Local entrepreneur excited to take on building of retreats


Midway through its sophomore year, Fort Frances business Ty-Gr Construction has hit its stride with the building of the new Au Lac Retreats in Sioux Narrows.
Taking on the Au Lac project is “very exciting,” enthused Tyrell Griffith, whose entrepreneurial spirit first started up Ty-Gr Construction back in April, 2009, aiming at that time to target smaller projects with a smaller crew.
“[Au Lac Retreats] has made the business grow faster than I ever thought it would,” Griffith noted, adding he had “no idea” what he was getting into when he first met with Bill Orr in February, who is partners on the development with his wife, Evelyn, and Bob and Diane Querel.
For this new development, Ty-Gr Construction is handling the construction of the buildings—from footings for the foundation to trimming out the windows and “everything in between,” Griffith explained.
Some 17 cabins are planned for the location, he noted, and it would take about eight weeks to complete an individual building if it were built alone—roughly the same size of past projects his company has done.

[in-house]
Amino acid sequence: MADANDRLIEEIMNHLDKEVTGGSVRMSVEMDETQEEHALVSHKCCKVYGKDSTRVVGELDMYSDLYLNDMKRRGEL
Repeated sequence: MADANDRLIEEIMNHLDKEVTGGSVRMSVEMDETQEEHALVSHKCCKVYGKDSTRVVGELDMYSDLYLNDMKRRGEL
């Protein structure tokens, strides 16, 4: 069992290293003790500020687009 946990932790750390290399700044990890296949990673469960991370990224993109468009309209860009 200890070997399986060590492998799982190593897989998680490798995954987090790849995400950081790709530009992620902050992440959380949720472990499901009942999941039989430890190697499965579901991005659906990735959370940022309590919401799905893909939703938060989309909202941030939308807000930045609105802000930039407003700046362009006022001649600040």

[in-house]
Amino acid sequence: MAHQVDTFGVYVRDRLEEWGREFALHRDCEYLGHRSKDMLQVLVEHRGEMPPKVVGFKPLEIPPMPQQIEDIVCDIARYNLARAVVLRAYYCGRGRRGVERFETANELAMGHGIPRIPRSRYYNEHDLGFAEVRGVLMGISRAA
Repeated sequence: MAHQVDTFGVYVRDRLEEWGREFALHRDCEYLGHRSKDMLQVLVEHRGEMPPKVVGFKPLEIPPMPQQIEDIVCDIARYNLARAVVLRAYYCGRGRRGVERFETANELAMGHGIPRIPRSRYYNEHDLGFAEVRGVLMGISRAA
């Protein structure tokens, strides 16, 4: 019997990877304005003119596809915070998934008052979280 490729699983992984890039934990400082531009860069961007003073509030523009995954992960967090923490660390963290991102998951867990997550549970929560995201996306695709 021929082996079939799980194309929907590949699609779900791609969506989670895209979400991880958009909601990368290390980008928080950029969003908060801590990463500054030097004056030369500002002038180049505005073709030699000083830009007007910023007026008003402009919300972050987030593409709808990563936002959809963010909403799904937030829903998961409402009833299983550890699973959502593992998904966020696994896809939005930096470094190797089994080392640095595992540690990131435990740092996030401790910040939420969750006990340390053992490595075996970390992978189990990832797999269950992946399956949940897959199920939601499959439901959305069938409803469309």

“But when you look at the entire picture, and see the site plan with 17 units on it, that works out to over two-and-a-half years,” Griffith said.
“So the project, as a whole, is quite a bit bigger then anything I’ve ever encountered, both with my own company or other companies I’ve worked for.”
The interesting thing about working on a project like this is time management and planning, both on the business and on the actual build, he noted.
“Everything requires a lot of planning,” Griffith stressed.
It’s his crew that Griffith credits for the ability of Ty-Gr Construction to take on a project like Au Lac Retreats.
“It all comes down to the crew. If I couldn’t find hard-working dependable people that can make things happen, the company wouldn’t be where it is today,” he lauded.
“On a large project like this, I have to be able to step aside to order materials, talk to the customers, and deal with change orders, and trust that work is still getting done.”